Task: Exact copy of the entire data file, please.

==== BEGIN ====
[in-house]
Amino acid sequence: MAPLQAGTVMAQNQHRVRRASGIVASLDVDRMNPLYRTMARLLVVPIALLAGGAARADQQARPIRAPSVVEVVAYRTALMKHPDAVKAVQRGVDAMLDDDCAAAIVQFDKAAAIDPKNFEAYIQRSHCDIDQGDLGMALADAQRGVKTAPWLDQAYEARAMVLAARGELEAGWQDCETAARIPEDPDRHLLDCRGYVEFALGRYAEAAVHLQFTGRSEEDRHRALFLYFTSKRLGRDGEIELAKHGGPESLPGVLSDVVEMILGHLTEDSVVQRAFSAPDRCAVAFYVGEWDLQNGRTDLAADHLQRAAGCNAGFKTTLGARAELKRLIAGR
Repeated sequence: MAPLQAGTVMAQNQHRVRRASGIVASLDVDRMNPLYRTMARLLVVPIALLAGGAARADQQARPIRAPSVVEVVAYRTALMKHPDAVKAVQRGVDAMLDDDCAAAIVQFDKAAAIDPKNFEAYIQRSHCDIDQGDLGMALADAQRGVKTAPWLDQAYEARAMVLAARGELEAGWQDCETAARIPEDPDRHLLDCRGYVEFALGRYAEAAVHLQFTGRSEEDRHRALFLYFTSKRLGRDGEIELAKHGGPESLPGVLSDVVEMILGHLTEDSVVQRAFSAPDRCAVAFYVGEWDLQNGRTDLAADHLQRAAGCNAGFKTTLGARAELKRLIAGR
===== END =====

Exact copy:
[in-house]
Amino acid sequence: MAPLQAGTVMAQNQHRVRRASGIVASLDVDRMNPLYRTMARLLVVPIALLAGGAARADQQARPIRAPSVVEVVAYRTALMKHPDAVKAVQRGVDAMLDDDCAAAIVQFDKAAAIDPKNFEAYIQRSHCDIDQGDLGMALADAQRGVKTAPWLDQAYEARAMVLAARGELEAGWQDCETAARIPEDPDRHLLDCRGYVEFALGRYAEAAVHLQFTGRSEEDRHRALFLYFTSKRLGRDGEIELAKHGGPESLPGVLSDVVEMILGHLTEDSVVQRAFSAPDRCAVAFYVGEWDLQNGRTDLAADHLQRAAGCNAGFKTTLGARAELKRLIAGR
Repeated sequence: MAPLQAGTVMAQNQHRVRRASGIVASLDVDRMNPLYRTMARLLVVPIALLAGGAARADQQARPIRAPSVVEVVAYRTALMKHPDAVKAVQRGVDAMLDDDCAAAIVQFDKAAAIDPKNFEAYIQRSHCDIDQGDLGMALADAQRGVKTAPWLDQAYEARAMVLAARGELEAGWQDCETAARIPEDPDRHLLDCRGYVEFALGRYAEAAVHLQFTGRSEEDRHRALFLYFTSKRLGRDGEIELAKHGGPESLPGVLSDVVEMILGHLTEDSVVQRAFSAPDRCAVAFYVGEWDLQNGRTDLAADHLQRAAGCNAGFKTTLGARAELKRLIAGR